If you have been on this earth for six or seven decades, then you have experienced both volatile times and unexpected crises.
so it's important to stay grounded and carefully examine election year proposals that will impact your family's life. Retirement security of both old and young is at stake.When it comes to thinking about your future prosperity, this election will only bring us more uncertainty, doubt and chaos
The Biden campaign has floated its ideas about changing Social Security. These adjustments would include increasing payroll taxes and the cap for wealthy income earners but less discussed are his intentions for other areas of retirement security.
Biden's recent policy changes for retirement plans have been under the radar screen. Let's take good look under the hood of these ideas to make sure your or your loved ones are not disadvantaged by them.
In a significant transformation to savings programs like 401(k)s, Biden would standardize existing retirement savings programs by replacing the variable amounts of tax-deductible contributions made by employees with a uniform tax credit. Team Biden says the intent is to "level the playing field" to help people grow their retirement assets.
Higher earners generally make larger contributions in addition to receiving higher after tax benefits. This enables them to accumulate more funds than lower wage employees.
An employee in the 35% tax bracket receives $350 tax savings for every $1,000 contributed to an employer's retirement plan such as a 401(k).
Workers in a lower bracket, say 20% have $200 tax savings for every $1,000 in savings to a retirement plan.
The Biden team proposes that everyone apply the same tax credit amount to retirement savings.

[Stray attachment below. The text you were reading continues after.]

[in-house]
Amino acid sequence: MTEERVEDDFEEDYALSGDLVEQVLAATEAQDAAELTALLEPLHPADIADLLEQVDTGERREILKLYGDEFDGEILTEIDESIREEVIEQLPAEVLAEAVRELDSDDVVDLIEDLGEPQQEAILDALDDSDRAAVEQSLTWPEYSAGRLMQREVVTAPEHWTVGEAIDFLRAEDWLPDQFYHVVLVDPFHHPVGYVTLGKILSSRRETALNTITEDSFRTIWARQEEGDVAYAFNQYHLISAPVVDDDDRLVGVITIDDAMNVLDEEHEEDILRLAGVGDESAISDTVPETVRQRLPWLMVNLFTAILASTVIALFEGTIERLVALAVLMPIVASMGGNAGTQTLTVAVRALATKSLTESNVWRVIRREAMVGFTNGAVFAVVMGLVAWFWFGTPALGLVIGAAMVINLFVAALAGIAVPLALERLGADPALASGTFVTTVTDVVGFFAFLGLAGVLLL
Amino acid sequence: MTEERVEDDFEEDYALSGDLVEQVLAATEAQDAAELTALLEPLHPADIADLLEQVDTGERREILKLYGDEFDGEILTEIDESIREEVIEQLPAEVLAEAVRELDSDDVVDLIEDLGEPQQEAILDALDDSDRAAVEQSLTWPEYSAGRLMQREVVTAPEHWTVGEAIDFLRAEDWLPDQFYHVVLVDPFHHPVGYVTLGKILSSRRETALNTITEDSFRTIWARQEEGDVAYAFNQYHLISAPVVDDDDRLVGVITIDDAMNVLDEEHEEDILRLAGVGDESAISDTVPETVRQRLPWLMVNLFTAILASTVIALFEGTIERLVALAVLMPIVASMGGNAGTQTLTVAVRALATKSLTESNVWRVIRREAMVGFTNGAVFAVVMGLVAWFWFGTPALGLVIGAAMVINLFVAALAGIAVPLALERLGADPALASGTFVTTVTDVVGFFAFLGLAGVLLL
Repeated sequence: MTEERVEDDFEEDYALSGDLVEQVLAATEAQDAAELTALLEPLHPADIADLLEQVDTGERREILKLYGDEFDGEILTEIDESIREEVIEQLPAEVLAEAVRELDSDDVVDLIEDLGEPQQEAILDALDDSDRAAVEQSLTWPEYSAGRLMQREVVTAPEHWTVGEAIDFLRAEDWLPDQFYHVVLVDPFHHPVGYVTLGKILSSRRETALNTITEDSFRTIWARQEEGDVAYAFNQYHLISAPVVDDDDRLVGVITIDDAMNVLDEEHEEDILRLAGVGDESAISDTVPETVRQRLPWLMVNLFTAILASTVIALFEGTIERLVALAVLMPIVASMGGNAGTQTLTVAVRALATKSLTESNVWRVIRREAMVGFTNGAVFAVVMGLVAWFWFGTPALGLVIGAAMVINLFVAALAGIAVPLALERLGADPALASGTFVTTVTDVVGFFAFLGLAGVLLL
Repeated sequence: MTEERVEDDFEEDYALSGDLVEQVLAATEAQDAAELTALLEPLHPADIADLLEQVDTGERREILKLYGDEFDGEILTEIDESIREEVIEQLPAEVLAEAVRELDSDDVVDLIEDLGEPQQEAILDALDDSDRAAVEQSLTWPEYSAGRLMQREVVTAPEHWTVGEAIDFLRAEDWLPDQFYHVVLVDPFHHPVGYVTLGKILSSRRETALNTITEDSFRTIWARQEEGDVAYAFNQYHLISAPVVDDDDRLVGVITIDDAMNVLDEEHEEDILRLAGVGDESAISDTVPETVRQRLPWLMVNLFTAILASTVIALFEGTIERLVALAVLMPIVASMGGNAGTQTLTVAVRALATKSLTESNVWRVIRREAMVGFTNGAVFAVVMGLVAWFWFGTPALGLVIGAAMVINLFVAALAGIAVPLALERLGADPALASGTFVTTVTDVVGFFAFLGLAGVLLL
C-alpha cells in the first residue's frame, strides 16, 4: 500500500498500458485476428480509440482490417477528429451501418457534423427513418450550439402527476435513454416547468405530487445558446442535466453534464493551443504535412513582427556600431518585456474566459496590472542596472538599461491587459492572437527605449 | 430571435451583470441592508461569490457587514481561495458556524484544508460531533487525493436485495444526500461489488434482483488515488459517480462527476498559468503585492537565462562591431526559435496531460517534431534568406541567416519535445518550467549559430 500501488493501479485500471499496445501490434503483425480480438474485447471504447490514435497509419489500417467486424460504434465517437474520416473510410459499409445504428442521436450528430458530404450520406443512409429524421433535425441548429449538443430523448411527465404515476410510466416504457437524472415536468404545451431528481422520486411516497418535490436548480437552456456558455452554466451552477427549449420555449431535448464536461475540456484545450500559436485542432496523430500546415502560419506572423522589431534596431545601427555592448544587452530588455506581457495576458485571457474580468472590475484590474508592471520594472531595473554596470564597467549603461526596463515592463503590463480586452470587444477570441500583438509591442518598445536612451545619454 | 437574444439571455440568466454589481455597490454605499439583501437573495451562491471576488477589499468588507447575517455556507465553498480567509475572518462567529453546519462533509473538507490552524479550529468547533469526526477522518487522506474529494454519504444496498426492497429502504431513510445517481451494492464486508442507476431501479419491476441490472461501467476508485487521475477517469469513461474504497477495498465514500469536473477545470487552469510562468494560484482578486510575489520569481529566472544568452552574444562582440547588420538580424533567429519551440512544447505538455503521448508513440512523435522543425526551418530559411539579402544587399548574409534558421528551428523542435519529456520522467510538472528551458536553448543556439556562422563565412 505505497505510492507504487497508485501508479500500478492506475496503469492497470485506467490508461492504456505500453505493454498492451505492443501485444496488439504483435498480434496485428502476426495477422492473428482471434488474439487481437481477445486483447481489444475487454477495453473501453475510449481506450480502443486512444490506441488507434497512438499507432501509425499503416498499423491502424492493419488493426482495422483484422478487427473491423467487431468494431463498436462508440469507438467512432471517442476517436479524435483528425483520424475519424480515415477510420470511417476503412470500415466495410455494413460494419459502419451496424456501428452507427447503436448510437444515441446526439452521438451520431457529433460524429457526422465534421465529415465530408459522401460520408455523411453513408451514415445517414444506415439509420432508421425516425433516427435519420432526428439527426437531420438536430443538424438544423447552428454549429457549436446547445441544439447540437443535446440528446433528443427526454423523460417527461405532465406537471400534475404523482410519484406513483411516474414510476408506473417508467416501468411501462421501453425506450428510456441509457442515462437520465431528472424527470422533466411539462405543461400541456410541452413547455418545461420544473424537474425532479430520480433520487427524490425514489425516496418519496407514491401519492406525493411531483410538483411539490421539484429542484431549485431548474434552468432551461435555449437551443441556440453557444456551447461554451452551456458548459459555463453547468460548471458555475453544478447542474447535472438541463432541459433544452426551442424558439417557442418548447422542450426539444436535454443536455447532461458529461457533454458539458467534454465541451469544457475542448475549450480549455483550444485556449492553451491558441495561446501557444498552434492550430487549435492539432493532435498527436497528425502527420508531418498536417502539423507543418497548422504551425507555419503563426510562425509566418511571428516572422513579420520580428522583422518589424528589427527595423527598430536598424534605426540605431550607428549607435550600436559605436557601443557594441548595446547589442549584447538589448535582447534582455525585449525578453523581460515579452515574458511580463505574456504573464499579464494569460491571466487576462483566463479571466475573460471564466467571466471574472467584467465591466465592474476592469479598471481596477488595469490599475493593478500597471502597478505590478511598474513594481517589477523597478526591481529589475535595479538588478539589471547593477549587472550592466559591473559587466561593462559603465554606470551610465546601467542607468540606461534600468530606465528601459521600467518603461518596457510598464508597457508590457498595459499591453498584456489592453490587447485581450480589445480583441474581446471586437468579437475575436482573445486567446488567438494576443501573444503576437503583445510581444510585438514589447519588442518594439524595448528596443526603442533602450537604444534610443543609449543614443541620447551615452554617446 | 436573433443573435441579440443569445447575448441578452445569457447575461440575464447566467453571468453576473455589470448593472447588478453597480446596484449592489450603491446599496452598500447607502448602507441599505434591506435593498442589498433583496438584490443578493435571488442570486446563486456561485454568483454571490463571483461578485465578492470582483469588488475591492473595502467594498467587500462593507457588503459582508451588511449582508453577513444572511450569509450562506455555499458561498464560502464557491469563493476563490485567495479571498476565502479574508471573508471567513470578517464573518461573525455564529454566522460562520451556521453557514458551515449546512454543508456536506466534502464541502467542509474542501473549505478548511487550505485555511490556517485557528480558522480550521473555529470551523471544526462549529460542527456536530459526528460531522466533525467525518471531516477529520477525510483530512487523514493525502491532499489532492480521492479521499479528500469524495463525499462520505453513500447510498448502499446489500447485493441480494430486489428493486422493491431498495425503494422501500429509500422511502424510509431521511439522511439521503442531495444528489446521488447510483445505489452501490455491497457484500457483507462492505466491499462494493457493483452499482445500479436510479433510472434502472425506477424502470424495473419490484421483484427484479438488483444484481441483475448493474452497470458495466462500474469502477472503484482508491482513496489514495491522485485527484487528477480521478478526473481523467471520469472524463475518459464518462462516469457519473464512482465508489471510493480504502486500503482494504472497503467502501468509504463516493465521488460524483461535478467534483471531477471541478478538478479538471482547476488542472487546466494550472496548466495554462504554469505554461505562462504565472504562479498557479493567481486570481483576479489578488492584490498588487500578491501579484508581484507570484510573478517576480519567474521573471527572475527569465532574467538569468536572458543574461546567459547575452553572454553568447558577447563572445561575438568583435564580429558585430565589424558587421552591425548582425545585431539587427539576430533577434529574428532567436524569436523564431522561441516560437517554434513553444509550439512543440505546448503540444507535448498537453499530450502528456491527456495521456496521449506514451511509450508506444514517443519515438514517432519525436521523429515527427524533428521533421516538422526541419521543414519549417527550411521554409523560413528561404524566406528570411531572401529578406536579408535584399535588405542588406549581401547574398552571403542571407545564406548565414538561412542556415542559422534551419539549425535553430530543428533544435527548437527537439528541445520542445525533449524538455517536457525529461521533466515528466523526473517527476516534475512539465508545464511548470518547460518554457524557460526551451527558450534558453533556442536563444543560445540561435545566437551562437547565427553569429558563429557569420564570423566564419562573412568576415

Changing this system will not incentivize low income earners to save more — despite tax credits. For that we need more workplace education and encouragement.
However, It will likely reduce contributions from higher earners leading to significant declines in household retirement savings.
Proposals that result in the wealthy saving less in retirement vehicles does not motivate lower income earners to save more.
Team Biden needs to clarify details on how it would work for tens of millions of existing fund plans because too many unanswered questions remain.
Does the credit apply to all retirement plans including pension plans? A savings credit already exists to help people in lower income brackets build nest eggs.
What happens as low-wage earners increase their compensation over the years? A flat tax credit prevents these workers from enhancing savings contributions as they climb the income ladder.
And what of millennials who want to save more for retirement to afford a comfortable standard of living? Might they be the biggest loser in this plan?
Millennials generally start working at lower earnings. This demographic will likely experience an incredible lifespan expansion due to technology innovations moving at increasing speed. Young people today need to finance this lifespan well beyond "retirement years" that may exceed 100.
We can not limit the potential for Millennials to contribute and grow their retirement savings. They deserve the same advantages Baby Boomers and GenX'ers have enjoyed.
We have already saddled younger generations with tens of trillions of federal debt.
Our retirement system has generously benefited tens of millions of American seniors and near-seniors. Future generations should be allowed to flourish in the same way.
Clara Del Villar is Director of Senior Initiatives at FreedomWorks Foundation. Her financial industry career included senior roles in Investment Management, Private Asset Management, and Capital Markets. Her entrepreneurial ventures involved digital media as Founder, CEO of The Hispanic Post; energy tech as founder of InEnergy and health tech. She is a former advisor at 60Plus Foundation. Currently, she is a Board Director at General American Investors Co. and Executive Committee of Weill Cornell Women's Health Symposium. She earned a BSFS at Georgetown University. Read Clara Del Villar's Reports — More Here.
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